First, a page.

Primary hepatic lymphoma, mostly diffuse large B-cell lymphoma, is a rare disease. We describe an extremely rare case of low-grade B-cell lymphoma of the mucosa-associated lymphoid tissue (MALT) type occurring in the liver. A 61-year-old man with a history of hepatitis A presented with early gastric cancer and a liver mass. Needle biopsy of the liver tumor suggested low-grade B-cell lymphoma by histology and polymerase chain reaction of the immunoglobulin heavy chain gene. The tumor (3.4 x 2.8 x 2.4 cm) was completely resected from the anterior segment of the right lobe of the liver. Atypical lymphoid cells of small to intermediate size proliferated in the tumor, and lymphoepithelial lesions were recognized. Immunohistochemically, lymphoma cells were positive for CD20 and negative for CDS, CD10, and cyclin D1. Staging procedures showed no lymphoma lesion other than the liver tumor. Thus, the patient was diagnosed with low-grade hepatic marginal zone B-cell lymphoma of the MALT type. The patient has been followed up for 1.5 years since surgical resection with no recurrence. The clinicopathologic characteristics and management of this rare disease are discussed.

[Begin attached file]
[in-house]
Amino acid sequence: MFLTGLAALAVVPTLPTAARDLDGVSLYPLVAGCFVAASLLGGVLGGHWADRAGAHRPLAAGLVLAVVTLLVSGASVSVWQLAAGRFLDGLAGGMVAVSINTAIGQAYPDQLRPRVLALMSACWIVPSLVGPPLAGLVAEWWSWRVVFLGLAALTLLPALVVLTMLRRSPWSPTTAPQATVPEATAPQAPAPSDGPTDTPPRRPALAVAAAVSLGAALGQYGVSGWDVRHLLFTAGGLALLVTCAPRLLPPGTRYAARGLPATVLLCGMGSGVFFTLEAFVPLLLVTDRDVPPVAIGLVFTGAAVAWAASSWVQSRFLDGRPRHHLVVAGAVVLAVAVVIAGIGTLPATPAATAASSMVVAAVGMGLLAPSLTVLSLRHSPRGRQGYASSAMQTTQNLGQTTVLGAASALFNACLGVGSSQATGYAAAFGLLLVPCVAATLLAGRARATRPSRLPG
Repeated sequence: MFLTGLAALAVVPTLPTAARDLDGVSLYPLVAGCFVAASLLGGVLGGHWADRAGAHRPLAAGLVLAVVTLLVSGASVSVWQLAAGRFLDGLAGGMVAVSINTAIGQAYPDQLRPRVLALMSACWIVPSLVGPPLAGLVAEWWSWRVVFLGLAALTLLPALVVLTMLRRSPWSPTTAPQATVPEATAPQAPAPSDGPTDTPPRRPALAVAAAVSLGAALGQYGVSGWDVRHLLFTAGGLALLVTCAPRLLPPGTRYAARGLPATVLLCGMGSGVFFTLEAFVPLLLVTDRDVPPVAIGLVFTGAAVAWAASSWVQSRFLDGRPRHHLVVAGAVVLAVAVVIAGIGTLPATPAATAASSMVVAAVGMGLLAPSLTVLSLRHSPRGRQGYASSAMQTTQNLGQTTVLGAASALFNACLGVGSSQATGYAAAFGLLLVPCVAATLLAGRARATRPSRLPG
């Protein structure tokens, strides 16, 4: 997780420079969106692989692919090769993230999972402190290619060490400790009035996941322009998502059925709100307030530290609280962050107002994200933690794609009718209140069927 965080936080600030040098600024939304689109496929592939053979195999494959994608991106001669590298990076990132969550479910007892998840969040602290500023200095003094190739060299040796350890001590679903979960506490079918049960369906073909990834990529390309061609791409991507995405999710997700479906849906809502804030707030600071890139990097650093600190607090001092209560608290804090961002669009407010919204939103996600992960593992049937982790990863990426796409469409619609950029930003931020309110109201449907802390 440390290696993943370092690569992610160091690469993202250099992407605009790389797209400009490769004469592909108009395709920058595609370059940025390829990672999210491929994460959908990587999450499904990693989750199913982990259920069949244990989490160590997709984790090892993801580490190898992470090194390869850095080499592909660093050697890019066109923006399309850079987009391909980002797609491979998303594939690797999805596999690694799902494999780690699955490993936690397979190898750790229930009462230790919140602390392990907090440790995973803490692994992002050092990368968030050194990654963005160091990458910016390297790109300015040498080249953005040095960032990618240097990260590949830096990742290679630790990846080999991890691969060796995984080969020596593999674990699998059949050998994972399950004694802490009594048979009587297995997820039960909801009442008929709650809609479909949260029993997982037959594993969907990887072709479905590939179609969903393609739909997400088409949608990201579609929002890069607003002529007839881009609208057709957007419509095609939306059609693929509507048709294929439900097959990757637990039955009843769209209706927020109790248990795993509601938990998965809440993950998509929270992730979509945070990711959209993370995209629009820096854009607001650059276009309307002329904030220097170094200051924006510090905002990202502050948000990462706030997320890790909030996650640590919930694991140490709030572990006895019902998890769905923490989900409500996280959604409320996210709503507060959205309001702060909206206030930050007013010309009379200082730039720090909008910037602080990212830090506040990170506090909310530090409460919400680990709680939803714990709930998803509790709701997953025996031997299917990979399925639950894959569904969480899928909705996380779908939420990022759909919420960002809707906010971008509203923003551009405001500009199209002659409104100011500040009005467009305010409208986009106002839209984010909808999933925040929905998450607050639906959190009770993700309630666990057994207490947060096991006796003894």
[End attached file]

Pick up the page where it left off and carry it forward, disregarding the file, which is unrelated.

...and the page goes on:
- Indolent B-cell lymphoma
- MALT lymphoma
- Marginal zone B-cell lymphoma
- Primary hepatic lymphoma
ASJC Scopus subject areas